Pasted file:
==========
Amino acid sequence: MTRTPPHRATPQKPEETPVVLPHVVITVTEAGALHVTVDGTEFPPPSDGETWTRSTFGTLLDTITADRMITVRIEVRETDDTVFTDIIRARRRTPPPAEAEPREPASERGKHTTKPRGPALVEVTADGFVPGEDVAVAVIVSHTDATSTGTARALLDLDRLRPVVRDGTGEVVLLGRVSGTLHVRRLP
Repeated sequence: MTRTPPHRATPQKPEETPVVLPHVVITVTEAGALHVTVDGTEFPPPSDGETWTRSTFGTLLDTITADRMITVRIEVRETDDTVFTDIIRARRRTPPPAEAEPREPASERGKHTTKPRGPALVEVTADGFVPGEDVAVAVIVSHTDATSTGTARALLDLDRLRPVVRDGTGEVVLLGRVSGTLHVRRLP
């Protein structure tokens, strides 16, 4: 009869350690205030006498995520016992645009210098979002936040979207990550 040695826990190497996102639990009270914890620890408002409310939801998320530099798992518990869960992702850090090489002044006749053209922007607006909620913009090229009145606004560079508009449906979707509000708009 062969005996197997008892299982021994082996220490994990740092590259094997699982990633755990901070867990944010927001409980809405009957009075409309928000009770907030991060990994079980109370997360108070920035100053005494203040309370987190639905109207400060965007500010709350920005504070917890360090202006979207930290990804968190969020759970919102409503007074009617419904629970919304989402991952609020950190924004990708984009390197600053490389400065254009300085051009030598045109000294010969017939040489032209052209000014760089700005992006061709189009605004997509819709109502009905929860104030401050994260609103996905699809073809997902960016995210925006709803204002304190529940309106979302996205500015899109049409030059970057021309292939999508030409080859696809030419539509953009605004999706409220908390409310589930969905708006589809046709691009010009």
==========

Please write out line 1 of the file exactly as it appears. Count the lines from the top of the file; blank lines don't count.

Amino acid sequence: MTRTPPHRATPQKPEETPVVLPHVVITVTEAGALHVTVDGTEFPPPSDGETWTRSTFGTLLDTITADRMITVRIEVRETDDTVFTDIIRARRRTPPPAEAEPREPASERGKHTTKPRGPALVEVTADGFVPGEDVAVAVIVSHTDATSTGTARALLDLDRLRPVVRDGTGEVVLLGRVSGTLHVRRLP